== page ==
• A Princeton-Microsoft project is tracing the digital fingerprints of disinformation

    Friday, Apr 1, 2022
    by Daniel Day for Princeton Research/CEFR

    As the 2018 U.S. mid-term elections approached, a group of Princeton alumni military veterans pitched an idea to the School of Public and International Affairs to host a conference on national security.

    With reports of foreign interference during the 2016 presidential election campaign still circulating in the media and in political and academic circles, Princeton professor of politics and international affairs Jacob Shapiro recommended a conference focusing on Russian disinformation campaigns.

  • Work of ‘technical visionary’ underpins modern wireless communications

    Wednesday, Feb 2, 2022
    by Molly Sharlach

    As a master’s student at Auburn University in the 1970s, H. Vincent Poor switched on an oscilloscope and tweaked its knobs to reveal a pattern of bright, undulating lines on a gridded screen — a visual measurement of background noise picked up by a radio receiver, and an example of the real-world relevance of the communication theory he was learning.

  • A.J. te Velthuis studies why some viruses are deadly while others are harmless

    Thursday, Jan 6, 2022
    by Liz Fuller-Wright, Office of Communications; Catherine Zandonella, Office of the Dean for Research

    Viruses outnumber humans by about 400 trillion to one, and yet pandemics are rare. Why? Why do a few viruses inflict so much damage, when the vast majority are harmless or even helpful?

    Those questions drive A.J. te Velthuis, a virologist who joined Princeton’s molecular biology faculty in January 2021.

  • Princeton Research Computing introduces new security system for handling sensitive research study data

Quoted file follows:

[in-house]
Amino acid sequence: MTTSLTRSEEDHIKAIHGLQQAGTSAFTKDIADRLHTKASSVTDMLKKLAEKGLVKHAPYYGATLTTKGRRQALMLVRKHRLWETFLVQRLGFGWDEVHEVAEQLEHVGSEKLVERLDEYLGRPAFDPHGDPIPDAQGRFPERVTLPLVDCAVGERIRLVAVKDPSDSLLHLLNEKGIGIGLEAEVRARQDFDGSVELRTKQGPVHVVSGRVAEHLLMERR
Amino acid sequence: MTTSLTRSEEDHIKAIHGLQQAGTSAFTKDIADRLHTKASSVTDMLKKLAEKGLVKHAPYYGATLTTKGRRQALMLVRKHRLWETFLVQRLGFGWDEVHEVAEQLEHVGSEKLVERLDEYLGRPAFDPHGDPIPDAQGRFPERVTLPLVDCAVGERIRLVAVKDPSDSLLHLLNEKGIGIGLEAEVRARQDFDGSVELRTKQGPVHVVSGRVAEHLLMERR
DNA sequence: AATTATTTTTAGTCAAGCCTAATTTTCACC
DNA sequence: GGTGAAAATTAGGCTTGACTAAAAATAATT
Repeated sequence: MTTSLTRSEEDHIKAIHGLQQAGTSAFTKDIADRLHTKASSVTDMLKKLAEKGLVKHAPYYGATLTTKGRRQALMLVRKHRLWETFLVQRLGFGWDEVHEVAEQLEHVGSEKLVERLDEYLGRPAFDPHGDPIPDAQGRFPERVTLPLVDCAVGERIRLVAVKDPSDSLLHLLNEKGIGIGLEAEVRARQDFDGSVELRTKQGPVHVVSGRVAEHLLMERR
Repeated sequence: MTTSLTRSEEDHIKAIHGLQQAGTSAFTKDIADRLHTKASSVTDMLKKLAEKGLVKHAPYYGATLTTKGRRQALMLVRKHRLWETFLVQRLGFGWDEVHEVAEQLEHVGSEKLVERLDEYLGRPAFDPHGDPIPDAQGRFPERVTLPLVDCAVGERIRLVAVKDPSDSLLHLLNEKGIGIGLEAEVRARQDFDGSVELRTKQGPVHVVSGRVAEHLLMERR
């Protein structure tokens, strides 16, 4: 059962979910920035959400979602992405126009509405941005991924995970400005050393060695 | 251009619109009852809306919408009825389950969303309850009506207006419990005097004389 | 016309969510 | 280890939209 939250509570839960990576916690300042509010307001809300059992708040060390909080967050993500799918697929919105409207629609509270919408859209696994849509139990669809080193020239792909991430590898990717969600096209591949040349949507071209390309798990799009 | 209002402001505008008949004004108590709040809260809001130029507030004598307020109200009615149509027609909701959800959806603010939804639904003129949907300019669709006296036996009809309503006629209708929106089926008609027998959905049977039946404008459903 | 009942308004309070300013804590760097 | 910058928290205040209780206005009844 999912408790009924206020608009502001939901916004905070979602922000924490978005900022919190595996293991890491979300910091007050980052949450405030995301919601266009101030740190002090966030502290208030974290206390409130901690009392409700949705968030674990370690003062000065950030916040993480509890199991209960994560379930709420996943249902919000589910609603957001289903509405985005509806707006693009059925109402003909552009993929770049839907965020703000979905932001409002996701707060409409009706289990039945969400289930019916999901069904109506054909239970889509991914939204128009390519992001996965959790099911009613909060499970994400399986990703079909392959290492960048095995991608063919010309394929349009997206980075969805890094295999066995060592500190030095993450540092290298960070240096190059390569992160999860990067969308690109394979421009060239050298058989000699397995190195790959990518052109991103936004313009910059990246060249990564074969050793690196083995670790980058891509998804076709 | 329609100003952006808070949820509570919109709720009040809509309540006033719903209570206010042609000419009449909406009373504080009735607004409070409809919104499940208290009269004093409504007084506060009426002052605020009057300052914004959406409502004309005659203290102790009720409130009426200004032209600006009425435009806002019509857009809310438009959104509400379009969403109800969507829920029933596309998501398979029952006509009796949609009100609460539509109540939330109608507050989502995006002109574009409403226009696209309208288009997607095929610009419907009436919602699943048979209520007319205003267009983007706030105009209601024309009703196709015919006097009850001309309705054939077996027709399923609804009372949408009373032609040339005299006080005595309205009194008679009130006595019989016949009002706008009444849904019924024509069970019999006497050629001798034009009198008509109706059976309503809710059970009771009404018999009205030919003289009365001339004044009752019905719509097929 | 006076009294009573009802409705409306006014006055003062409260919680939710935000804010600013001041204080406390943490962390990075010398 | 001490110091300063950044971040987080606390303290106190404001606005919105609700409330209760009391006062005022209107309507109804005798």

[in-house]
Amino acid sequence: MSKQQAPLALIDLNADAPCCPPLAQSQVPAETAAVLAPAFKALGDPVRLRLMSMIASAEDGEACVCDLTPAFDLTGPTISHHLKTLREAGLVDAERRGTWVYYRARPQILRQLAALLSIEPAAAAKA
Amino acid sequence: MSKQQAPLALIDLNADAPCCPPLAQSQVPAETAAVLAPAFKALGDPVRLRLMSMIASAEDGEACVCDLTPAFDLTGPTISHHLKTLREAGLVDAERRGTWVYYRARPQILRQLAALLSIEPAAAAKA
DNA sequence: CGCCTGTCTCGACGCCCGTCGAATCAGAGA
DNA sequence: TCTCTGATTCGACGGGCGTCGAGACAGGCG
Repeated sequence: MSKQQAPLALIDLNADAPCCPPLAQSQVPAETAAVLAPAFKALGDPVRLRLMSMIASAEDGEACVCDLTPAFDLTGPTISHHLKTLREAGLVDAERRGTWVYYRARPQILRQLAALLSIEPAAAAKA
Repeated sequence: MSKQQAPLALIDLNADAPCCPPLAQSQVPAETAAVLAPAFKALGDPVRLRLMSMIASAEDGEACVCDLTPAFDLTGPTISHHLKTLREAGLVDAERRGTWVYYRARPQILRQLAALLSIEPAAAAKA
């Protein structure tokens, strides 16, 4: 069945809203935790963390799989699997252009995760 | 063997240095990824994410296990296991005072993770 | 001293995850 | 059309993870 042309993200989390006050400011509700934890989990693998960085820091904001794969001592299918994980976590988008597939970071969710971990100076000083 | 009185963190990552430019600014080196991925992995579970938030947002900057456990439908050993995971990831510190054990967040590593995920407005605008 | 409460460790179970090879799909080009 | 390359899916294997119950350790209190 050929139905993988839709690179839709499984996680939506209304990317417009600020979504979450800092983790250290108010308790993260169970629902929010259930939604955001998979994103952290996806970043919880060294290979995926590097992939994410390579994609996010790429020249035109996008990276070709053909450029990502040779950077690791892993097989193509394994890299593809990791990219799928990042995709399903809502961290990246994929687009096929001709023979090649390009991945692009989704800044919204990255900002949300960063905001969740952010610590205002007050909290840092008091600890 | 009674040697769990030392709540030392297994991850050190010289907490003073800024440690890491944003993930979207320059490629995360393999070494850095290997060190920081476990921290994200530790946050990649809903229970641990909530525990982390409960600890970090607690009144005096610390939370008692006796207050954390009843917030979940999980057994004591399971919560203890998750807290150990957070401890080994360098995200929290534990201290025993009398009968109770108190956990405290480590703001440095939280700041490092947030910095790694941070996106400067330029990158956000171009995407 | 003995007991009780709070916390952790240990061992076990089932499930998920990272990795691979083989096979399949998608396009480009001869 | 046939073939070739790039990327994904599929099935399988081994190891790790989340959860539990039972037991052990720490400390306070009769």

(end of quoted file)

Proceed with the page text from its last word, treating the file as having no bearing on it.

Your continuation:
Friday, Sep 10, 2021
    by Jonathan Garaffa, adapted from original story by Eoin O’Carroll

    Princeton Research Computing (PRC), a consortium spearheaded by the Princeton Institute for Computational Science and Engineering and OIT Research Computing, has introduced Citadel, a new secure and compliant research data infrastructure environment. Remotely accessible, the new system enables researchers from anywhere in the world to handle sensitive study data while taking strict measures to prevent unauthorized access.

  • President Eisgruber shares personal lessons of resilience with the Class of 2025

    Monday, Aug 30, 2021
    by Denise Valenti, Office of Communications

    At Opening Exercises on Sunday, Aug. 29, Princeton University President Christopher L. Eisgruber welcomed the Class of 2025 and shared with them lessons from a personal health challenge for facing moments of difficulty.

    Eisgruber disclosed he was diagnosed with an acoustic neuroma, a type of benign, non-cancerous brain tumor that can cause loss of hearing, balance or the ability to control facial muscles.

  • Science Center QED entrepreneurship program supports Ploss Lab in fight against hepatitis B virus

    Wednesday, Jan 27, 2021
    by Catherine Zandonella, Office of the Dean for Research

    When Alexander Ploss’ team discovered a compound that blocks the cancer-causing hepatitis B virus in lab experiments, the Princeton associate professor of molecular biology immediately grasped the potential benefit for society. He also knew that laboratory findings typically require additional research before they are ready for testing in patients.


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